CRCA Grant’s Tomb Criterium 03/08/2014 – By Dave Casale

Grant's Tomb is located right on Columbia University's campus in West Harlem on the island of Manhattan. West is a pretty loose term when you're describing a section of an island that's about 2 miles wide in total, but it is definitely a unique portion of the city being right on the Hudson River (more details on that later). If you have an opportunity to do this race, you should. It's a quintessential NYC bike race. Very close quarters criterium racing, and, just like NASCAR, plenty of rubbing to go with the racing.

The course itself has two long straights that parallel the Hudson with a 1 block, 4 corner, jaunt on the south end and a super sweeping banked 180° turn on the north end. The north end sweeper get's attacked at full bore; if you get a run at it and time turn-in correctly you come flying out of the corner. Don't wait long enough to turn in, and you find yourself in this odd position where you're moving slower than the people next to you, while also feeling like you are running out of grip, slowly drifting to the outside of the curve. And when I say ‘slower' I really mean like 27 mph.

I started without much ambition going into the race. I've done this race every year since 2009, know it very well, and know that riding the break is a really difficult proposition. In order to make and stick the break you have to absolutely bury yourself in the process. With the Hudson paralleling a large majority of the course, you have to be willing to suffer in a lot of crosswinds, attack the crosswinds, and keep working with a relatively small group of ~5 riders where you really aren't getting much shelter. I've attempted it in the past knowing it's not my strong suit and on all previous occasions I've been unable to get in the break and worthless at the end of the race. With a slow start to the season (winter blues) I decided to just float along.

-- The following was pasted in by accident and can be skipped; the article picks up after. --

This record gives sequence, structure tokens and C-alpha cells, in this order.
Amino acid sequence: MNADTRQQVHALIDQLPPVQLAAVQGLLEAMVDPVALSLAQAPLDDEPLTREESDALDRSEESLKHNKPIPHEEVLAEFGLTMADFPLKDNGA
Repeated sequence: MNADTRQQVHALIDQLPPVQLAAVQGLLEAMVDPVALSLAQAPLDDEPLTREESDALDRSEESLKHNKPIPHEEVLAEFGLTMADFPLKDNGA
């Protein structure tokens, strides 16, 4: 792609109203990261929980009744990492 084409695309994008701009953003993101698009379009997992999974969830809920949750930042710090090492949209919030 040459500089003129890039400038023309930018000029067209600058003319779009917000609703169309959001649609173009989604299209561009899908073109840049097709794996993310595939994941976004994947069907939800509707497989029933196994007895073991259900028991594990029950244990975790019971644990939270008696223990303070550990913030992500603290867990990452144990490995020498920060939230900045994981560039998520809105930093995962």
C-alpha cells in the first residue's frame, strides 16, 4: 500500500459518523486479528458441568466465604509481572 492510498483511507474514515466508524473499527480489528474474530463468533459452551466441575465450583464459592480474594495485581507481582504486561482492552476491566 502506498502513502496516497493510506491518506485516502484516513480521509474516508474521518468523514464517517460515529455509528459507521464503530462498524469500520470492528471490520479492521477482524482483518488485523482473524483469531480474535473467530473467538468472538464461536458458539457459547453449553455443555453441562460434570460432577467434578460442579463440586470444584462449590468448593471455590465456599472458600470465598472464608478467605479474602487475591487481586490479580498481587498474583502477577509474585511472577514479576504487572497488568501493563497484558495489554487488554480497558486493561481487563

That floating turned into some of the hardest minutes I've ever had on a bike. I've only had such bad sensations on a bike a few times that are in any way similar to the feeling during the first 45 minutes of this race. I never touched the front, and was rarely even near it, and I felt particularly awful ‘floating' along. A few thoughts of quitting crept in, and left, my mind as I watched the front of the field attacking while I felt miserable at the back. Nothing is worse than coming out of a corner and sprinting hard to stay on, while watching the riders 60 people ahead at the front of the race attacking like crazy; that just means life is going to be painful for a little while longer. Eventually I started to actually feel OK. About 55 minutes into the 70 minute race it finally dawned on me that the field did thin down quite a bit, with a lot of riders feeling the fatigue doubling up from the early race. A 4 person break was away but I really had no stock in how many were away. I knew at least a couple riders were off the front but hadn't seen specifically who, though I did notice a few strong riders missing from the field. A late crash just in front of me split the field with just a few laps to go, and I was actually thinking about attempting the sprint. I got a little boxed in before the sprint (before the 180 really), got a good lane to go at the end, and was starting to pull back a couple riders when someone put their front wheel into my rear skewer, slamming my rear wheel against my chainstay and brake. I tried to sprint through after it felt like someone dropped anchor, and came home with 10th. My best result at Grant's Tomb, and considering my sensations during the race, not a bad result. Sometimes it's better to just worry about survival, rather than turning the screws in a race, so maybe it was a good omen to have bad legs in the beginning of the race?